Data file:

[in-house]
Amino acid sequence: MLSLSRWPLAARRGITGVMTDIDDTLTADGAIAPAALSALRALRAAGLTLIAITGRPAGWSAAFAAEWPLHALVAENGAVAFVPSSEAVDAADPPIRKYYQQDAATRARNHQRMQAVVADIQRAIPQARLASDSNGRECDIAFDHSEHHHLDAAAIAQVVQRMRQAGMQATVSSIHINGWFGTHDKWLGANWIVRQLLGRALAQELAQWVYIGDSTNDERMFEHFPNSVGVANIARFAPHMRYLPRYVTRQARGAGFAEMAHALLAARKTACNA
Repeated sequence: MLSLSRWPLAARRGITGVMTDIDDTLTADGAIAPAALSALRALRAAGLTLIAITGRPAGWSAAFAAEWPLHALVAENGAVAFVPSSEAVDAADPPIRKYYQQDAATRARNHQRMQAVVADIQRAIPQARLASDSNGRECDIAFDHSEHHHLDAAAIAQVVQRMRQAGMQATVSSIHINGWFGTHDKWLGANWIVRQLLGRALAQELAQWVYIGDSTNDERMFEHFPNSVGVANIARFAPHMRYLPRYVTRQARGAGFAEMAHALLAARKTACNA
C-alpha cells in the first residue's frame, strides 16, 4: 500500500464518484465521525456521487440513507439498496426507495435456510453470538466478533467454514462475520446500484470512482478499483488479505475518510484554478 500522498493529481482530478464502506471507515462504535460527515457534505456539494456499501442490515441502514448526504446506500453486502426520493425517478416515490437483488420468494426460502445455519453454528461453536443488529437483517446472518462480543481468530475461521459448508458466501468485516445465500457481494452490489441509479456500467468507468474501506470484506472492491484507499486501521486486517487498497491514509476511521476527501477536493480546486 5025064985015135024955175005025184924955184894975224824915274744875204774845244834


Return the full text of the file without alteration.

[in-house]
Amino acid sequence: MLSLSRWPLAARRGITGVMTDIDDTLTADGAIAPAALSALRALRAAGLTLIAITGRPAGWSAAFAAEWPLHALVAENGAVAFVPSSEAVDAADPPIRKYYQQDAATRARNHQRMQAVVADIQRAIPQARLASDSNGRECDIAFDHSEHHHLDAAAIAQVVQRMRQAGMQATVSSIHINGWFGTHDKWLGANWIVRQLLGRALAQELAQWVYIGDSTNDERMFEHFPNSVGVANIARFAPHMRYLPRYVTRQARGAGFAEMAHALLAARKTACNA
Repeated sequence: MLSLSRWPLAARRGITGVMTDIDDTLTADGAIAPAALSALRALRAAGLTLIAITGRPAGWSAAFAAEWPLHALVAENGAVAFVPSSEAVDAADPPIRKYYQQDAATRARNHQRMQAVVADIQRAIPQARLASDSNGRECDIAFDHSEHHHLDAAAIAQVVQRMRQAGMQATVSSIHINGWFGTHDKWLGANWIVRQLLGRALAQELAQWVYIGDSTNDERMFEHFPNSVGVANIARFAPHMRYLPRYVTRQARGAGFAEMAHALLAARKTACNA
C-alpha cells in the first residue's frame, strides 16, 4: 500500500464518484465521525456521487440513507439498496426507495435456510453470538466478533467454514462475520446500484470512482478499483488479505475518510484554478 500522498493529481482530478464502506471507515462504535460527515457534505456539494456499501442490515441502514448526504446506500453486502426520493425517478416515490437483488420468494426460502445455519453454528461453536443488529437483517446472518462480543481468530475461521459448508458466501468485516445465500457481494452490489441509479456500467468507468474501506470484506472492491484507499486501521486486517487498497491514509476511521476527501477536493480546486 5025064985015135024955175005025184924955184894975224824915274744875204774845244834